Alternative method of service and service out of the jurisdiction issues
Case Alert -  EWHC 1706 (Ch)
The claimant sought to serve an application for a costs order against a non-party, that non-party being resident outside the jurisdiction (in Russia). The Hague Service Convention applies to service in Russia. The claimant obtained permission to serve by an alternative method (namely, within the jurisdiction on the defendant's former solicitors) and the Master did not find it necessary to also give permission to serve out of the jurisdiction. The appeal from that decision has now been allowed.
Foxton QC held that the power to permit service by an alternative method (pursuant to CPR r6.15) only arises if the courts has first given permission to serve out of the jurisdiction, even if the alternative method involves service within the jurisdiction. It is not enough that the court would have been prepared to order service out of the jurisdiction. CPR r6.15 cannot itself provide a freestanding foundation for jurisdiction.
The judge went on to follow earlier caselaw to find that an order for alternative service within the jurisdiction does not breach the Hague Service Convention. The issue was then whether an alternative method against a defendant resident in a Hague Service Convention country should only be made in an "exceptional" case. In Abela v Baadarani, Lord Clarke appeared to suggest that it may be less easy to obtain an order under CPR r6.15 where the country where the claim form is to be served is a signatory to a service treaty/convention to which the UK is also a signatory, and may be permitted in special circumstances only. However, Lord Sumption was of the opinion that an order under CPR r6.15 should not be seen as exceptional even where there is a relevant treaty/convention.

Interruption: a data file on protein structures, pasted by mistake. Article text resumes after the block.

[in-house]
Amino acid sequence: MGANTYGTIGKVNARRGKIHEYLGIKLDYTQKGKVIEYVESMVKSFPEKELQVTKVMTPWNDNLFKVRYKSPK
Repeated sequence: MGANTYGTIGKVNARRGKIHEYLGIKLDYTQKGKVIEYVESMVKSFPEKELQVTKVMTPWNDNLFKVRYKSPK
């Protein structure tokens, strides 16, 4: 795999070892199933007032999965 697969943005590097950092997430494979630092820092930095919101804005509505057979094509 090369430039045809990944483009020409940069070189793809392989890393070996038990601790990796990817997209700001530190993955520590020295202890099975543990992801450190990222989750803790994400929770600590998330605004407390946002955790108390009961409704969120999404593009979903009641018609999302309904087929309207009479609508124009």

In this case, the judge (citing other decisions) held that for service involving a Hague Service Convention country or a bilateral service treaty, "exceptional circumstances", rather than merely good reason, must be shown before an order for alternative service, other than in accordance with the terms of the treaty, can be made. Mere delay or expense in serving in accordance with the treaty cannot, without more, constitute "exceptional circumstances": "I say “without more” because delay might be the cause of some other form of litigation prejudice, or be of such exceptional length as to be incompatible with the due administration of justice". The judge also held that the Supreme Court in Abela had taken care to make it clear that it was not addressing the use of CPR r6.15 in a service treaty/convention context.
Addressing the issue anew, the judge gave permission to serve out but also declined to make a fresh order for service by an alternative method under CPR r6.15. It was held that the fact that this was an application for a non-party costs order made no difference in itself, as the Hague Service Convention applies to service of all judicial documents. Furthermore, the judge did not think that evidence that service might take up to 12 to 18 months in Russia "rises beyond the level of mere delay".
COMMENT: The decision in this case might be contrasted with Bill Kenwright v Flash Entertainment , in which the risk of serious delay was held to justify an order by alternative method, and it was said that although the existence of a treaty is something which the court should take into account, "the matter is not immutable". However, that case was distinguished here on the basis that the relevant treaty permitted service by a "particular method desired by the requesting party" and there was no similar provision in the Hague Service Convention.